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Paper is made from the cellulose fibres that are present in hardwood and softwood trees. Whether using wood or recovered paper, the first step is to dissolve the material into pulp. Regardless of the type of pulping process used, the wood or recovered paper is broken down into its component elements so that the fibres can be separated. The pulping results in a mass of individual fibres being produced.
The fibres are then washed and screened to remove any remaining fibre bundles. The water is then pressed out and the residue is dried. The pulp is then ready to be used directly or it can be bleached and made into white paper.
In an 'integrated paper mill' the pulp will be fed directly to a paper machine. Alternatively, it will be dried and pressed into bales ready for use as a raw material in paper mills worldwide.
The pulp-making process
1. Timber and debarking
2. Chipping machine and pulping process
3. Cleaning and bleaching
4. Washing and drying
Pulp is graded and classified according to: the method of the production (e.g. chemical or mechanical pulp); the species of tree used (e.g. softwood or hardwood); and by level of processing (e.g. bleached or unbleached). Pulp generated from recovered paper is similarly graded.
Half of the paper and board produced in Europe is generated from recovered paper. Of the pulp that is sourced from wood, 26% comes from wood residues left over from other industries, such as saw mills, construction and furniture making, and around 50% of the new wood used comes from commercial thinnings, i.e. trees which have been felled in order to keep Europe's forests healthy.
Making pulp from recovered paper
Recycled paper is a type of paper that completely or partially consists of recycled fibres. These fibres can have very different origins and therefore also very different characteristics when it comes to being a component in new paper. Newsprint, tissue and paperboard are the products primarily produced using recycled paper as raw material.
Collected paper must first be sorted into different categories. The sorting can take place either directly in the paper mill or at special sorting stations. How the sorting takes place depends to a large extent on how the collection of the paper takes place, which varies from country to country. In most cases bales or loose paper waste is transported to the pulper using conveyor belts.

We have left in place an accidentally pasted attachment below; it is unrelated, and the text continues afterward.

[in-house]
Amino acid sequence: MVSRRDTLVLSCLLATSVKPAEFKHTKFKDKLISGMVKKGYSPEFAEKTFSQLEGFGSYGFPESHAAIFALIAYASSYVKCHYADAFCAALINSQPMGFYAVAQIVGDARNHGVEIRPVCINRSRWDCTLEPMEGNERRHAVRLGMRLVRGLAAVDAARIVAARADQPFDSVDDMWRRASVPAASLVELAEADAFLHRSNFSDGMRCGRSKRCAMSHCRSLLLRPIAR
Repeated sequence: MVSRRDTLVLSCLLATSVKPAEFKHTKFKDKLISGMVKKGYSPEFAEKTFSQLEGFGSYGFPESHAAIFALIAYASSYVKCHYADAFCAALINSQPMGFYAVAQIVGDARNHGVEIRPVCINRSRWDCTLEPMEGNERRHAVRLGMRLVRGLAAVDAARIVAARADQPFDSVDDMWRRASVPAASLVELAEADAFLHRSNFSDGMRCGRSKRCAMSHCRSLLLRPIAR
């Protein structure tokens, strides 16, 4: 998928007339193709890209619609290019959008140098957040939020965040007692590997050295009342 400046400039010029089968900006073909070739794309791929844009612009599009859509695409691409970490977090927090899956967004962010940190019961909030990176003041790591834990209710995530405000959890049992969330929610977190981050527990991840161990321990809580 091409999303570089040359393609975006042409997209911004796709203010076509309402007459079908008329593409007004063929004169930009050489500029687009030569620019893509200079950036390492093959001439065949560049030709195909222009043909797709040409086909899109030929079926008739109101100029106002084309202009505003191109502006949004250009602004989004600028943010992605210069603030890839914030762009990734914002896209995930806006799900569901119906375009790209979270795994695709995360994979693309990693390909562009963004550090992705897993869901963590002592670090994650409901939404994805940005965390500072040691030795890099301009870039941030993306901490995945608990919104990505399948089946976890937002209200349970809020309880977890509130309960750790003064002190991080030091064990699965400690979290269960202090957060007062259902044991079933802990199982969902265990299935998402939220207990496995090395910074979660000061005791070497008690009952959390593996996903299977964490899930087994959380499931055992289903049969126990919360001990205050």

Before printed paper, such as office waste and newspapers, can be processed into graphical paper grades, the ink needs to be removed. There are two main processes for de-inking waste paper - washing and flotation.
In the washing process the waste paper is placed in a pulper - a huge tank that liberates the paper fibres from the paperweb by agitation with large quantities of water - and broken down to slurry. Staples and other undesirable material are removed by using centrifugal screens, thereby diminishing the risk of damage in the processes that follow. Most of the water containing the dispersed ink is drained through slots or screens that allow ink particles through. The pulp does not pass through. Adhesive particles, known as ‘stickies', are removed by fine screening.
In the flotation process the waste is made into slurry and contaminants are removed. Special surfactant chemicals are added to the slurry, which produces froth on the top of the pulp. Air is then blown into the slurry. The ink adheres to the bubbles of air and rises to the surface. As the bubbles reach the top, a foam layer is formed that traps the ink. The foam is removed before the bubbles break so the ink does not go back into the pulp.
When completed, the clean, useful fibre is piped to a storage chest and consequently to the papermaking machine, while the excess materials are skimmed off or dropped through centrifugal force into a sludge that is then burned for fuel, otherwise used or landfilled.